Barry’s Bootcamp

The Times, Jun 2014

In Hollywood, muscle mass is out; lean, athletic bodies are in – inguinal crease obligatory. Barry’s Bootcamp is the place to get it.


Photo by Barry J Holmes

Also at The Times

“Treaders! Let’s take it up to nine! Come on!”

It’s barely 9am and trainer Barry Jay has been yelling into a radio mike for three hours. The space is small and sweaty, tucked into a West Hollywood mini-mall, with dim red lighting and mirrors on every wall. But it pulses with energy. The music’s loud, the machines are whining and then there’s Jay himself, a small, hyperactive man of 51 in combat shorts and a tank top. While half the class runs on treadmills and the other half pushes weights, Jay bounces around between them, urging them on by name and singing along to the music, in this case, the Romantics’ “That’s What I Like About You”. He won’t be happy until, he says, everyone is “drenched, wiped and pumped.”

“You got it Elizabeth! Don’t stop now! That’s what I like about yooooo!”

In the crowded world of Los Angeles fitness instructors, Jay has emerged as the A-list’s favorite drill sergeant. His class, Barry’s Bootcamp, has made devotees of Katie Holmes, Jake Gyllenhaal, Amanda Seygfried, Jessicas Alba and Biel… (the list is long) – and although it was largely a west coast phenomenon, following its 1998 launch, in 2010 the franchise program started and things rather took off. There are now 13 studios spanning America, England, and Norway, a line of apparel in Bloomingdales and a constant stream of articles, not unlike this, touting Barry’s as the place stars go to suffer. London’s Euston studio is no exception – you might find the Beckhams there chatting with Guy Ritchie at the “fuel bar”. Now, a second London venue is forthcoming (this time in the City), and offers fly in from Dubai, Hong Kong, Paris and Toronto. Jay estimates they’ll have 25 studios within five years.

At first Jay seems an unlikely figurehead for a global fitness brand. Outside of class, he becomes someone else entirely, a gently-spoken, mild-mannered man. Though he’s in good shape, of course, he’s on the small side, at only 5’7” and 155 pounds, and he has none of the booming alpha confidence one might expect.

“I lead a very quiet life,” he says, when we meet after class. “Maybe it’s from all the years of growing up bullied but I still keep mostly to myself. I’m not the life of the party. I never wanted to be the center of attention.”

Jay’s story starts in Rockland County, about 30 minutes north of the Bronx, where the future fitness icon was once, in classic style, a cowering seven stone weakling.

“I was this skinny, picked-on kid, afraid of his own shadow,” he says. “A total target.” And a gay one too, which didn’t help. “You can picture it – lousy at sports and really into musical theater. The bullying went on till I was 18.”

There was little comfort at home, where Barry lived with his sister, his housewife mom, and his late father, a court reporter, whom Jay describes as “a very cold man.” So he would hide. “There were these open basements across the street where people kept storage units, and sometimes, just to be alone, I’d go and stay in the storage bins. It was a solution.”

Like a storyline from Glee, Jay took solace in musicals. He’d get the bus into New York and watch shows alone for $10 a pop. And that became the dream for a while – to sing and act on stage, at least until he taught himself piano and decided he’d rather be a songwriter instead. And that’s what brought him to LA.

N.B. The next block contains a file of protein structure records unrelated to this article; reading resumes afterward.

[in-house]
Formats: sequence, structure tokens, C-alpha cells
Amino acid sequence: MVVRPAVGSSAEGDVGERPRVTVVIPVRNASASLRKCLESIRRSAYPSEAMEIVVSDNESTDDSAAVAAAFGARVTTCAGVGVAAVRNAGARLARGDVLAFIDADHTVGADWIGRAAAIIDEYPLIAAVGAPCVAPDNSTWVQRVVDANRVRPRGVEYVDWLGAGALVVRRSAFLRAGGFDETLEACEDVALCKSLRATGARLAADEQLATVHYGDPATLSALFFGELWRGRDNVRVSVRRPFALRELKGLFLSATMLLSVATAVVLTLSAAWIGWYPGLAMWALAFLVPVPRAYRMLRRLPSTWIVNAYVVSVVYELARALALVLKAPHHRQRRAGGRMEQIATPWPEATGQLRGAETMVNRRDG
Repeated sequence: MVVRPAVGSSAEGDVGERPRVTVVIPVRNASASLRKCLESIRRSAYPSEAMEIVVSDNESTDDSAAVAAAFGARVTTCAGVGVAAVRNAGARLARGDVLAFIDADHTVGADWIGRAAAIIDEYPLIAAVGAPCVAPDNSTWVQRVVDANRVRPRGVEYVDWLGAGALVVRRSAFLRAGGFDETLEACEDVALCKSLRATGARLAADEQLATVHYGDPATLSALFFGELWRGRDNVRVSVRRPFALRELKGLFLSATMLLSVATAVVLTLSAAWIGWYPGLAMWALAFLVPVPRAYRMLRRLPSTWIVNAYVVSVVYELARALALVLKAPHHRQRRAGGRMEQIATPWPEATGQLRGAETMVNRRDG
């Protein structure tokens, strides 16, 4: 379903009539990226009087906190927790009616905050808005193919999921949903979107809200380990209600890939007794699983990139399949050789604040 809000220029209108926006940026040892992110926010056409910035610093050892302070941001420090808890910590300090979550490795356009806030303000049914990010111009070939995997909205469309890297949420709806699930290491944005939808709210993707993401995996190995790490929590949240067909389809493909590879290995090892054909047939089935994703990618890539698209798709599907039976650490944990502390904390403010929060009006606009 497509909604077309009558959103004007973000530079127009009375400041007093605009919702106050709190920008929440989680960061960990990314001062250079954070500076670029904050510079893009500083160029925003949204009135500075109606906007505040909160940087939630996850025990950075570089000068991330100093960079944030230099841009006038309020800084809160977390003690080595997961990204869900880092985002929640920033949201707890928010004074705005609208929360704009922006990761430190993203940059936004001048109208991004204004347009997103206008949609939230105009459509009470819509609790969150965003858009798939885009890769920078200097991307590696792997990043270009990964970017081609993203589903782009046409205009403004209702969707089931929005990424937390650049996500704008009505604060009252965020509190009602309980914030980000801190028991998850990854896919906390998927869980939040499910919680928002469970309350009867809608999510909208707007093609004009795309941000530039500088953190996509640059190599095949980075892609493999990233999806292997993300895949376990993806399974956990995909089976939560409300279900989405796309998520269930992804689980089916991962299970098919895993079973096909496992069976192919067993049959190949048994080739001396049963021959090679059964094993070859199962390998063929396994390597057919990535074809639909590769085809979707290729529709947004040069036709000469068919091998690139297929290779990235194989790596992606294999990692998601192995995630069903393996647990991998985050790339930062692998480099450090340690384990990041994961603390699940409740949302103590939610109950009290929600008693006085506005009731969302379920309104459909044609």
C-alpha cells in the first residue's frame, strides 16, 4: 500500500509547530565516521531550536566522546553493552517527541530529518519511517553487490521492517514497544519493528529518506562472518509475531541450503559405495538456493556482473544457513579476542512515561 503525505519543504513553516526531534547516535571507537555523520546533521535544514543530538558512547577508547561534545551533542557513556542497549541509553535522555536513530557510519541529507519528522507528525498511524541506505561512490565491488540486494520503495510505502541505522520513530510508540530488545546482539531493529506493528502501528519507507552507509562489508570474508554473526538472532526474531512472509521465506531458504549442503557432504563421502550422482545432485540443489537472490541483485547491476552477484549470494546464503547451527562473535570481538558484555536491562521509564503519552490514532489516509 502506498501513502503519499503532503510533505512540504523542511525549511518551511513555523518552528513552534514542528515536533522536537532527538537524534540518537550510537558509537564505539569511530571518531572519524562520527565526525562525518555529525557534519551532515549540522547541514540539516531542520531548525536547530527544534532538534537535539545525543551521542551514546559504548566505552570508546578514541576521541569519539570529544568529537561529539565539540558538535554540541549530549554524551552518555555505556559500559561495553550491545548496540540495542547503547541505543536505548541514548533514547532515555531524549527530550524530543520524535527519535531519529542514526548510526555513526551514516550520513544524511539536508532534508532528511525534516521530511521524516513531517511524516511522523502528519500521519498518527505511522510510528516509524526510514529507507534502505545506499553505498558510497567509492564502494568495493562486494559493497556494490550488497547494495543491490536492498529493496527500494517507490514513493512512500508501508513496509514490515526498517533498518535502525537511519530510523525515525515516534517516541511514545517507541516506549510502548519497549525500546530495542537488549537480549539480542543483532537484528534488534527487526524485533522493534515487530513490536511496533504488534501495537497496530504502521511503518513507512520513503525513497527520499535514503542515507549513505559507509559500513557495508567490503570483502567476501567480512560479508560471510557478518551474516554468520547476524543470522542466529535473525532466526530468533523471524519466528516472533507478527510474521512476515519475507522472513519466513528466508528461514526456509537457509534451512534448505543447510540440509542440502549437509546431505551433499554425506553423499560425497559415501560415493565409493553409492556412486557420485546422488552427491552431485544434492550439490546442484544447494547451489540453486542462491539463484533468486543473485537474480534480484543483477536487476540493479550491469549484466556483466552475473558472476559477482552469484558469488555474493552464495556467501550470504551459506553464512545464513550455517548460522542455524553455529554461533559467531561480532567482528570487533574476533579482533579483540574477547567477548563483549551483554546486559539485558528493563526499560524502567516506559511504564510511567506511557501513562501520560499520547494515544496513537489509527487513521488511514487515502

“At that age [20], I kind of wanted to be 3000 miles away from my family,” he says. “I wanted to understand this gay thing that was happening inside. And I heard that for songwriters, it was either LA or Nashville. And I thought ‘Jewish? Gay? Probably not Nashville!’’”

Like so many people in Los Angeles, Jay chased a dream there, and found that reality fell far short. He moved into a poky West Hollywood apartment and had to take a number of part-time jobs to support his songwriting ambitions – scooping ice cream at Haagen Dazs, directing cars in a multi-storey car park, and eventually the high glamor of selling office supplies over the phone.

His gay awakening, however, was going swimmingly – so much so that the timid mummy’s boy from Rockland County, was soon spending so much time in nightclubs that he went from his first cigarette, to joints, to cocaine and on it went, through acid, crack, Quaaludes and “whatever I could get”. And in true Hollywood story style, he reached a low that proved to be a turning point.

“I was on the floor in some crack den in the [San Fernando] valley,” he says. “I knew there was life going on around me but I didn’t know how to talk or move. And then I woke up at home with no idea how I got there.” Home as a “$350/month shithole” in the suburbs, and he looked a sorry sight – bone thin, with circles under my eyes and multi-colored hair. “And I just remember thinking: ‘go to the gym’.”

It was a period of seeking for Jay. As he changed his body by working out and taking calorie supplements to build mass, he changed jobs a couple of times, working as a publicity assistant at a celebrity PR company before moving to the Mayor’s office. He even spent a couple of years as a church-going Christian.

“I met this girl called Cheryl who had a light in her eyes, and she said it was the Lord,” he says. “So yeah, my friends called me a Jew for Jesus for a while.” He went to a church called The Vineyard in Santa Monica – one of the more modern, “rock ‘n roll churches” – and he briefly resurrected his songwriting ambitions there. “Cheryl was in a rock band, and one of the songs we wrote together actually became #1 on the Christian charts!”

His first job in a gym was as a receptionist at a fitness studio in a little strip mall in West Hollywood – the very room that would later become the first Barry’s Bootcamp. The studio ran a number of classes including bodysculpting (weights) and a step class. But his favorite was a class that used both light weights and a treadmill. He trained so often, that when the usual instructor left, there was no question who should take over. And he found his calling at once.